- The U.S. Department of Agriculture estimated in November that the global glut of sugar for the 2013-14 growing season will jump to a record-high 43.4 million tons, depressing sugar prices worldwide and resulting in even more aggressive government subsidies in foreign countries to prop up their domestic farmers.
- In response to passage of the latest Farm Bill, Jim Simon of the American Sugar Cane League said: “At little or no cost to taxpayers, the sugar provisions in the 2014 Farm Bill give our industry a fighting chance to survive against subsidized foreign producers while providing the kind of stability that bankers need to be able to continue to underwrite (Louisiana’s) 483 family farming operations and 11 raw sugar factories and two refineries.”
- Billy Gunn in The Advocate writes, “Louisiana’s sugar cane industry can only hope Mexico keeps its word in 2014 and sells its surplus sugar outside the U.S., where 2.1 million tons of Mexican sugar in 2013 sent American sugar prices to record lows and made it tough for farmers to make a living.”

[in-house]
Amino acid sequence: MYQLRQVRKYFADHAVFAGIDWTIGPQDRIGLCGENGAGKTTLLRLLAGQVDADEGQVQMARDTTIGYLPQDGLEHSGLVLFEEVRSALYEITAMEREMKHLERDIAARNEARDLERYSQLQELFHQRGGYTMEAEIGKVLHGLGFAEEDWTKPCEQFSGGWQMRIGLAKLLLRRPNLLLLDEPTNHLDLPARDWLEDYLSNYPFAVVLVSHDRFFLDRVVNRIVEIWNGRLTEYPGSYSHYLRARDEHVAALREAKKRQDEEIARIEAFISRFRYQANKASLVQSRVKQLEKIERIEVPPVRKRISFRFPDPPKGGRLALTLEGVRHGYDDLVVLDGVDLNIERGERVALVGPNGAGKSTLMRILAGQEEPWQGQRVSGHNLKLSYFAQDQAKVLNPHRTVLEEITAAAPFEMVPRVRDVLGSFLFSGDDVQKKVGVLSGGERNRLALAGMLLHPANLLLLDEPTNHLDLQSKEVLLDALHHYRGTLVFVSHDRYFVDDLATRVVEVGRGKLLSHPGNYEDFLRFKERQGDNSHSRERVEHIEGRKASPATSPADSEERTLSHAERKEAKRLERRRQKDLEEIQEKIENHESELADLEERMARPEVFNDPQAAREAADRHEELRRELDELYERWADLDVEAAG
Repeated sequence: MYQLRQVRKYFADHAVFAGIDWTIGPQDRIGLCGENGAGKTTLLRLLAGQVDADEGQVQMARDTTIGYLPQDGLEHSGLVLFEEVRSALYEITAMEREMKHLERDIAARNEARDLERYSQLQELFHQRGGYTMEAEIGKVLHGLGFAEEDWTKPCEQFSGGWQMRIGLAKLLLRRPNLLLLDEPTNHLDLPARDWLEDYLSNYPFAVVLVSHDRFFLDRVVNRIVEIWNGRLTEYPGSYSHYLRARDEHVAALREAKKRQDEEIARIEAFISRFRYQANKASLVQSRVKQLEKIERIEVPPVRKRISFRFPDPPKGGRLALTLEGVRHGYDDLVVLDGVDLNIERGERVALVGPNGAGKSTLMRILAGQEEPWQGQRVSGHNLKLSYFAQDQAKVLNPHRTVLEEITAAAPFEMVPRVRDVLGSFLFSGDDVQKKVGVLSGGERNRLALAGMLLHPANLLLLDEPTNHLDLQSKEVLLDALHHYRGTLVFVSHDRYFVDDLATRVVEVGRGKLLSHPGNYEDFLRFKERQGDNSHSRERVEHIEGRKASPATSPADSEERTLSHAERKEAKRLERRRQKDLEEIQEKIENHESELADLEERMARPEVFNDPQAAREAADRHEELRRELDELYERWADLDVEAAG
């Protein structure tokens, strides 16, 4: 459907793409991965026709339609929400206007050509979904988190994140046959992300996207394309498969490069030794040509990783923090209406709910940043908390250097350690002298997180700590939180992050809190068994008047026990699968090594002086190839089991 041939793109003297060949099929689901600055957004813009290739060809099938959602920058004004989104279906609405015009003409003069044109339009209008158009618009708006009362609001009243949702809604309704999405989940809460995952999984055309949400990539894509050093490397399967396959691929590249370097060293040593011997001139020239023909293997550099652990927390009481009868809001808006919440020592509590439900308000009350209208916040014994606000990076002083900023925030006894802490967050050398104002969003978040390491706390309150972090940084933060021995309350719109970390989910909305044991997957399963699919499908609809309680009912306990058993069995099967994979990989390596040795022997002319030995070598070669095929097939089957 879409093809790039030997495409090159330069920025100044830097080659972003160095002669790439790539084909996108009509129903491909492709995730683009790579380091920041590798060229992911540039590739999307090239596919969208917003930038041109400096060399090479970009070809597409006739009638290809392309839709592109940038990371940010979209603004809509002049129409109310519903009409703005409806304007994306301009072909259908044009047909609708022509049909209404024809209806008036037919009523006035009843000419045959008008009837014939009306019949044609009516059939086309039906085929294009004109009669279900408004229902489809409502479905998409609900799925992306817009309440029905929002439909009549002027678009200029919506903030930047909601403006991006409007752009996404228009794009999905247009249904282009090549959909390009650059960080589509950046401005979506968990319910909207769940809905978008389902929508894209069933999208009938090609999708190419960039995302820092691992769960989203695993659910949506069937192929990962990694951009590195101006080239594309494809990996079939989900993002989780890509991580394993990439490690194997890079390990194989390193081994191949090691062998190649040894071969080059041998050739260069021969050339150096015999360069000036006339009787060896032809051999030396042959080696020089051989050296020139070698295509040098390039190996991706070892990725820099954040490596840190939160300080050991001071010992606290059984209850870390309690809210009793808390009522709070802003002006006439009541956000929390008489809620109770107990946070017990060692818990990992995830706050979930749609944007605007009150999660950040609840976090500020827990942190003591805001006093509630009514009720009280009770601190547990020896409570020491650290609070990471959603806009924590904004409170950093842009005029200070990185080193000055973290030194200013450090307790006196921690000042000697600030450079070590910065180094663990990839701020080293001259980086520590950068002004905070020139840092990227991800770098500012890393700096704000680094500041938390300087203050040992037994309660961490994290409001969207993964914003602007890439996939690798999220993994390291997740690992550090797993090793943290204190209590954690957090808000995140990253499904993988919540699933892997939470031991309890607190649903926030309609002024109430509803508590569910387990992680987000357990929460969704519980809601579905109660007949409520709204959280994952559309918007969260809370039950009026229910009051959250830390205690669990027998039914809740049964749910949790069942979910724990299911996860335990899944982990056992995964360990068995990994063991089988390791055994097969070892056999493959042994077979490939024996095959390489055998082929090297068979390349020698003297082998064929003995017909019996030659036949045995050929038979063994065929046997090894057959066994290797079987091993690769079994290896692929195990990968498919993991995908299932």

- Gunn adds: “In addition to Mexico, farmers in countries such as Brazil, Thailand and India rely on their governments to step in and save them when they produce too much. The burden for the U.S. farmers is to try to stay afloat.”
- Jack Roney of the American Sugar Alliance notes that “Mexico’s abundance of sugar comes from a flawed system in that country, a system that does not adhere to supply and demand laws and which encourages the government to take over sugar cane farms that are on the brink of financial ruin.”
- “2013 was the first time since 2002 that U.S. sugar producers were forced to forfeit their sugar,” reports PostSouth.com, quoting a sugar industry official who explained that “the forfeitures were not caused by overproduction in the domestic sugar market but by the North American Free Trade Agreement that allows Mexico unlimited access to the U.S. market.”
- THE LAST WORD: “We’re all about free markets. We would love for there to be nothing but free-market-traded sugar. But that would mean that all of the other producing countries would have to drop their subsidies before we stop ours. We’re not going to unilaterally disarm and put our growers at risk of trying to compete against the government of Mexico, the government of Brazil, the Indian government.”
Quick Hits from the Not-so-Free Market